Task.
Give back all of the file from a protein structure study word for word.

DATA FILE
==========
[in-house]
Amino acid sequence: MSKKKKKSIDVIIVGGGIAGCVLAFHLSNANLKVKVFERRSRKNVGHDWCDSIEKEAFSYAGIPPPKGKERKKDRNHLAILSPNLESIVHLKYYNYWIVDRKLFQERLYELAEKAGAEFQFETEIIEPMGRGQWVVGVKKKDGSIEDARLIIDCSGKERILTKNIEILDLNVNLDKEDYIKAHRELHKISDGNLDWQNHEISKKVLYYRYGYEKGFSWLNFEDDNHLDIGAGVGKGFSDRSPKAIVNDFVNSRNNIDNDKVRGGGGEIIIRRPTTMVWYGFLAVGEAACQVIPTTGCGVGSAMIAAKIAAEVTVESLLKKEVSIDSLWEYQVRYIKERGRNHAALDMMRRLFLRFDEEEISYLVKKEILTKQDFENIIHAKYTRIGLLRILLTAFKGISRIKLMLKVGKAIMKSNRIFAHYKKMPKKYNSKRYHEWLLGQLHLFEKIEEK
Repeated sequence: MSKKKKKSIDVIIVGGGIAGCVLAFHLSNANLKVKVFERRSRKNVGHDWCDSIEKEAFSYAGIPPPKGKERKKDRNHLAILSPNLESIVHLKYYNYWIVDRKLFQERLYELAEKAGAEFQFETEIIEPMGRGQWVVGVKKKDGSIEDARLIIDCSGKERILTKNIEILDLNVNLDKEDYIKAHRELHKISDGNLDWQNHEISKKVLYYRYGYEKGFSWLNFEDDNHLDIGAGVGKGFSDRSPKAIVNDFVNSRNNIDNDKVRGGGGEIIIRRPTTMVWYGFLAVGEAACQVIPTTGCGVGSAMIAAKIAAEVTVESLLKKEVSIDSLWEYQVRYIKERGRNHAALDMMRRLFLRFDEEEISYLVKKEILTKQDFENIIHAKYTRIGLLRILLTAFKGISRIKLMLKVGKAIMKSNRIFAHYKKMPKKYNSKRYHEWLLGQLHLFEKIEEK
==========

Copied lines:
[in-house]
Amino acid sequence: MSKKKKKSIDVIIVGGGIAGCVLAFHLSNANLKVKVFERRSRKNVGHDWCDSIEKEAFSYAGIPPPKGKERKKDRNHLAILSPNLESIVHLKYYNYWIVDRKLFQERLYELAEKAGAEFQFETEIIEPMGRGQWVVGVKKKDGSIEDARLIIDCSGKERILTKNIEILDLNVNLDKEDYIKAHRELHKISDGNLDWQNHEISKKVLYYRYGYEKGFSWLNFEDDNHLDIGAGVGKGFSDRSPKAIVNDFVNSRNNIDNDKVRGGGGEIIIRRPTTMVWYGFLAVGEAACQVIPTTGCGVGSAMIAAKIAAEVTVESLLKKEVSIDSLWEYQVRYIKERGRNHAALDMMRRLFLRFDEEEISYLVKKEILTKQDFENIIHAKYTRIGLLRILLTAFKGISRIKLMLKVGKAIMKSNRIFAHYKKMPKKYNSKRYHEWLLGQLHLFEKIEEK
Repeated sequence: MSKKKKKSIDVIIVGGGIAGCVLAFHLSNANLKVKVFERRSRKNVGHDWCDSIEKEAFSYAGIPPPKGKERKKDRNHLAILSPNLESIVHLKYYNYWIVDRKLFQERLYELAEKAGAEFQFETEIIEPMGRGQWVVGVKKKDGSIEDARLIIDCSGKERILTKNIEILDLNVNLDKEDYIKAHRELHKISDGNLDWQNHEISKKVLYYRYGYEKGFSWLNFEDDNHLDIGAGVGKGFSDRSPKAIVNDFVNSRNNIDNDKVRGGGGEIIIRRPTTMVWYGFLAVGEAACQVIPTTGCGVGSAMIAAKIAAEVTVESLLKKEVSIDSLWEYQVRYIKERGRNHAALDMMRRLFLRFDEEEISYLVKKEILTKQDFENIIHAKYTRIGLLRILLTAFKGISRIKLMLKVGKAIMKSNRIFAHYKKMPKKYNSKRYHEWLLGQLHLFEKIEEK